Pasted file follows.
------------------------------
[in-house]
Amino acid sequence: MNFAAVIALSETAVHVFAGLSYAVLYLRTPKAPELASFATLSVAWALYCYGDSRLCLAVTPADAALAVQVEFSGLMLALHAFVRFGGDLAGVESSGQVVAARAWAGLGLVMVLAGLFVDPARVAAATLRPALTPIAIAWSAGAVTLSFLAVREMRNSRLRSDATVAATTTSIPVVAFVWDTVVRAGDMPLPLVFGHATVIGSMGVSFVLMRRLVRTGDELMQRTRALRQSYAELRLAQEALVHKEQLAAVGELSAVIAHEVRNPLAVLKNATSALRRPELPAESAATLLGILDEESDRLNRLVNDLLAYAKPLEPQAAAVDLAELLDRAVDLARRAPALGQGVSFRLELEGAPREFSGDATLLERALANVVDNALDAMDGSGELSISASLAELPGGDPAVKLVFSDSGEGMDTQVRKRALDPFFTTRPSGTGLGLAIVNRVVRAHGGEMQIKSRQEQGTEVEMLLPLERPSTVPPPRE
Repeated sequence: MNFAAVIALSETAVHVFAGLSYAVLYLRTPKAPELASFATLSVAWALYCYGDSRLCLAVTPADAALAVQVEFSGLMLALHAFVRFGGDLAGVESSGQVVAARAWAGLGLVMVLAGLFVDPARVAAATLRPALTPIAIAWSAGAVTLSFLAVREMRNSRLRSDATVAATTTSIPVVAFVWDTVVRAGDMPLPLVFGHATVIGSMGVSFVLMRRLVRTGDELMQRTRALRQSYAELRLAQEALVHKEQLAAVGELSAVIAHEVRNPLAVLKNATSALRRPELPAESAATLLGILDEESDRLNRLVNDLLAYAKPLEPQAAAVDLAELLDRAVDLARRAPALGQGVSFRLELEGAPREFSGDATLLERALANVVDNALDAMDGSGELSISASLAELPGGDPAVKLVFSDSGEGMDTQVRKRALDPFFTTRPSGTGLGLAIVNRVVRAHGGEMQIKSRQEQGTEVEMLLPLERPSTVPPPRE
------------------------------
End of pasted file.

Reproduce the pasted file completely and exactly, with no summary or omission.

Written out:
[in-house]
Amino acid sequence: MNFAAVIALSETAVHVFAGLSYAVLYLRTPKAPELASFATLSVAWALYCYGDSRLCLAVTPADAALAVQVEFSGLMLALHAFVRFGGDLAGVESSGQVVAARAWAGLGLVMVLAGLFVDPARVAAATLRPALTPIAIAWSAGAVTLSFLAVREMRNSRLRSDATVAATTTSIPVVAFVWDTVVRAGDMPLPLVFGHATVIGSMGVSFVLMRRLVRTGDELMQRTRALRQSYAELRLAQEALVHKEQLAAVGELSAVIAHEVRNPLAVLKNATSALRRPELPAESAATLLGILDEESDRLNRLVNDLLAYAKPLEPQAAAVDLAELLDRAVDLARRAPALGQGVSFRLELEGAPREFSGDATLLERALANVVDNALDAMDGSGELSISASLAELPGGDPAVKLVFSDSGEGMDTQVRKRALDPFFTTRPSGTGLGLAIVNRVVRAHGGEMQIKSRQEQGTEVEMLLPLERPSTVPPPRE
Repeated sequence: MNFAAVIALSETAVHVFAGLSYAVLYLRTPKAPELASFATLSVAWALYCYGDSRLCLAVTPADAALAVQVEFSGLMLALHAFVRFGGDLAGVESSGQVVAARAWAGLGLVMVLAGLFVDPARVAAATLRPALTPIAIAWSAGAVTLSFLAVREMRNSRLRSDATVAATTTSIPVVAFVWDTVVRAGDMPLPLVFGHATVIGSMGVSFVLMRRLVRTGDELMQRTRALRQSYAELRLAQEALVHKEQLAAVGELSAVIAHEVRNPLAVLKNATSALRRPELPAESAATLLGILDEESDRLNRLVNDLLAYAKPLEPQAAAVDLAELLDRAVDLARRAPALGQGVSFRLELEGAPREFSGDATLLERALANVVDNALDAMDGSGELSISASLAELPGGDPAVKLVFSDSGEGMDTQVRKRALDPFFTTRPSGTGLGLAIVNRVVRAHGGEMQIKSRQEQGTEVEMLLPLERPSTVPPPRE